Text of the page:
Robinski

The Business of Writing and Publishing

55 posts in this topic

18 hours ago, Robinski said:

I find this very interesting. Another thing worth considering is how many said-bookisms one uses, like 'whispered' and 'shouted' instead of just saying 'said Katie'. That's one of Brandon's considerations, I seem to remember, the theory being that the word 'said' is invisible to the reader, so is often (usually?) better to use than an extravagant said-bookism.

Hmmm, that's a good point. I originally wrote all my examples with "said" but it looked so boring a repetitive with the same sentence every time that I mixed it up. Now I want to go through and see how many bookisms and/or adverbs I use normally. 

I'd also love to go back and compare my use of dialogue from my first draft to now. I feel like this is a pretty easy way to see how one's style shifts over time. 

18 hours ago, Robinski said:

p.s. I think your description total percentage is 44%.)

There's a reason why I teach art and not fifth grade math. 

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20 hours ago, Snakenaps said:

I'd also love to go back and compare my use of dialogue from my first draft to now.

It's really revealing. In the edit of a certain novella that I just finished before putting it up for critique elsewhere, every time I came to an adverb in a dialogue tag, I asked myself if I really needed it, and I'd say about 60-70% of them got the snip.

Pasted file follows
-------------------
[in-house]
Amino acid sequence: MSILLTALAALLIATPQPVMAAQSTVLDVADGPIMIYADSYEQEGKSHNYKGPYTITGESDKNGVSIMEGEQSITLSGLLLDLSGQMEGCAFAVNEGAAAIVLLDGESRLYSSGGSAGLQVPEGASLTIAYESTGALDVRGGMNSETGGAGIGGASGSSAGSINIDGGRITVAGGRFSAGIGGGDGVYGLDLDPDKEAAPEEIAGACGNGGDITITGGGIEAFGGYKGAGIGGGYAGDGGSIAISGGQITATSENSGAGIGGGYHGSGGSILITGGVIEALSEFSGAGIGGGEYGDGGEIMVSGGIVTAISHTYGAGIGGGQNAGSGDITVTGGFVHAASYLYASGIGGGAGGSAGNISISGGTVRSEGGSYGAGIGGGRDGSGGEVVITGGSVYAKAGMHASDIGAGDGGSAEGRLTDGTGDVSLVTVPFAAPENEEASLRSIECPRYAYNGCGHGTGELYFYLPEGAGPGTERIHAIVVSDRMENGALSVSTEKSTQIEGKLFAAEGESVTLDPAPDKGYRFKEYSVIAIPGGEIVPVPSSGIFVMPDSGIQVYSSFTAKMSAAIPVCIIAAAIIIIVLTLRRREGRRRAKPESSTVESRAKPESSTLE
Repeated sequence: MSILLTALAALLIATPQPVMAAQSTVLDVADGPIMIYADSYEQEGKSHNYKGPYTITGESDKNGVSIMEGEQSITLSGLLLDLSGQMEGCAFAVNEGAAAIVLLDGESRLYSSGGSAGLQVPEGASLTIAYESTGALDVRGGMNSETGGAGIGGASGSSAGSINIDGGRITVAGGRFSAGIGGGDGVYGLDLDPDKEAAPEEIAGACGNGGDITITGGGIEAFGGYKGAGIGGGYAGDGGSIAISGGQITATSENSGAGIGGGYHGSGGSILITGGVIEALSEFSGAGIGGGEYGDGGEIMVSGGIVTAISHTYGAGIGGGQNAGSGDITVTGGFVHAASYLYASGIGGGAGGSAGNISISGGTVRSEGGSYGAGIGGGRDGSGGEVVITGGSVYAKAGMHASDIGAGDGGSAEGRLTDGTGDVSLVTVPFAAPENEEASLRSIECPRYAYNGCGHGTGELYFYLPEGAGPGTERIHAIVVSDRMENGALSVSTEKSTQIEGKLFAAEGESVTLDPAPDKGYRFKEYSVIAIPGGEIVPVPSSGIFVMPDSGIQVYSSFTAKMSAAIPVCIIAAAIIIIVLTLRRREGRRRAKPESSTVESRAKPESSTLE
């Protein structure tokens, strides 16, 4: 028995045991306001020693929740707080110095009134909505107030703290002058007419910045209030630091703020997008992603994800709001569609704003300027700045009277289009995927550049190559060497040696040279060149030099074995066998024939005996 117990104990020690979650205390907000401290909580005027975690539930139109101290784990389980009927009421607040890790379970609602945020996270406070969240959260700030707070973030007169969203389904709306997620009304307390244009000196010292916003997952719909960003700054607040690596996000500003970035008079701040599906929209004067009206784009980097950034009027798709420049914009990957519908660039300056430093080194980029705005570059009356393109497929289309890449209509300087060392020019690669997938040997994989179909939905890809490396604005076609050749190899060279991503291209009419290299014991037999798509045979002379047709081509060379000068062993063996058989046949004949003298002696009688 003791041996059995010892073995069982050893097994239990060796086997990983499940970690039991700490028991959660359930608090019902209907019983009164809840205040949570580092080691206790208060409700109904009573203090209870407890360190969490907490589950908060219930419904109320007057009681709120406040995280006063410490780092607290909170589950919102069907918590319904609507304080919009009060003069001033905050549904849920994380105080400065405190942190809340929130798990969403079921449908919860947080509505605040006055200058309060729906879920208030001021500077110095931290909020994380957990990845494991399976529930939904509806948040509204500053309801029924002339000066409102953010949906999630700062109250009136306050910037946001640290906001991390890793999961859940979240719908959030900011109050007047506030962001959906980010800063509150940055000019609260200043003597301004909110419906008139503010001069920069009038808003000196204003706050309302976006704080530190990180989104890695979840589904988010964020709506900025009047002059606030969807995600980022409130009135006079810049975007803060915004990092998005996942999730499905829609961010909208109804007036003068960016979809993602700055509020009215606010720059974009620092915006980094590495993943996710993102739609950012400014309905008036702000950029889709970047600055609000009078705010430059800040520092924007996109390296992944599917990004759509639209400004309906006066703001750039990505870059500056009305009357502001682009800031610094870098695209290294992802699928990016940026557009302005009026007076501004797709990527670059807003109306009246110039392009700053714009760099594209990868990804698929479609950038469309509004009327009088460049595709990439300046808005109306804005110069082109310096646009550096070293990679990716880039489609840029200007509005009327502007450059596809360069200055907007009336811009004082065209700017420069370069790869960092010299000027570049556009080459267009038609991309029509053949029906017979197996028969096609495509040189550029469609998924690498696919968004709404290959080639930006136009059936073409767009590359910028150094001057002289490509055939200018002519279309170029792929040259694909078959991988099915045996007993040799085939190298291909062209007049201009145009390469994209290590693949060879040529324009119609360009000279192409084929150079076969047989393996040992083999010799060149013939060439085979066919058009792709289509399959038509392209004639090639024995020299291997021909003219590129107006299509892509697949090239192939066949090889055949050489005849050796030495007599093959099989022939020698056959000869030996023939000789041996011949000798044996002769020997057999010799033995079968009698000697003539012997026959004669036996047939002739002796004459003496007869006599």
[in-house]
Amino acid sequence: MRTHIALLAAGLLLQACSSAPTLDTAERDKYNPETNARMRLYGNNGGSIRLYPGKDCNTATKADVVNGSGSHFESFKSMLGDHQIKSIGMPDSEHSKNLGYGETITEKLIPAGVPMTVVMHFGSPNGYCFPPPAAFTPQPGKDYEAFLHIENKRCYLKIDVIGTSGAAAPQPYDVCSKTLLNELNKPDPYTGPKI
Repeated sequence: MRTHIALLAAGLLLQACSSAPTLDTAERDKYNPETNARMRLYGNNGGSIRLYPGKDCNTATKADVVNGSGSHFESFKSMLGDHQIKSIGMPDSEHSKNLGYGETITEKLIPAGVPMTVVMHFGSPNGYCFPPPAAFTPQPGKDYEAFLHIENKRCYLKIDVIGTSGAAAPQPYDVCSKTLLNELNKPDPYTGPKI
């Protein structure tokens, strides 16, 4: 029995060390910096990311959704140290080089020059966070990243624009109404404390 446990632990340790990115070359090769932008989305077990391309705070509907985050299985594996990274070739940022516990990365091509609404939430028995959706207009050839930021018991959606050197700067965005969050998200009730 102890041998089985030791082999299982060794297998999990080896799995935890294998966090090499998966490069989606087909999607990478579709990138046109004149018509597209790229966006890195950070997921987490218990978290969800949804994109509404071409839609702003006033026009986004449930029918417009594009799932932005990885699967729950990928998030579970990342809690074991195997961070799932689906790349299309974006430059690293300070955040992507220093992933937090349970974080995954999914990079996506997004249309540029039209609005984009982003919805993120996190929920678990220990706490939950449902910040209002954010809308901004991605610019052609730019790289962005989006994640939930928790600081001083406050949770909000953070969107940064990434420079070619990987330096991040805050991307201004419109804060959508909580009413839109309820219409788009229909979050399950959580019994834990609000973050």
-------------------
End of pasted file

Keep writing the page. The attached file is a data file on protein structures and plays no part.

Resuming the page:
20 hours ago, Snakenaps said:

There's a reason why I teach art and not fifth grade math. 

LOL.

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Posted (edited)

From what I know, this kind of business is not an easy one. It's tough to make the first and big profit. It requires a lot of hard work and trusted people. Also, it's a precarious one because your content could be "unapproved" by your customers, and you risk becoming bankrupt. One of my friends had been involved in a bankruptcy process. He gets rid of all these problems due to this bankruptcy attorney in San Diego. The lawyer helped him to recover a good amount of money from the company. He just was lucky.

Edited by LukeSrm
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3 hours ago, LukeSrm said:

From what I know, this kind of business is not an easy one. It's tough to make the first and big profit.

That is an understatement. If one is looking for a profit...there are much better careers out there. If I took all the hours I have spent writing, worldbuilding, and educating myself, I could have easily taught myself computer coding by now. And I've only seriously been at this for a couple of year. 

But I love writing. So I just keep chugging up the mountain, hoping one day to earn enough to even buy myself a coffee, let alone make a living at it. 

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Yeah, writing for profit is something of an oxymoron, I think, unless your definition of profit takes in the sphere spiritual wellbeing.

I mean, in a sense I have written for profit all my working life, as my 'product' is technical reports on Transportation Planning, but writing fiction for profit is a bit like playing football/soccer for profit. Even if you have natural talent, and get lucky in the beginning, you have to work that really hard, develop it, nurture it, constantly learn new things, and even if you're really, really, really good, your chances of being anything that might be defined as a success are like one in a million.

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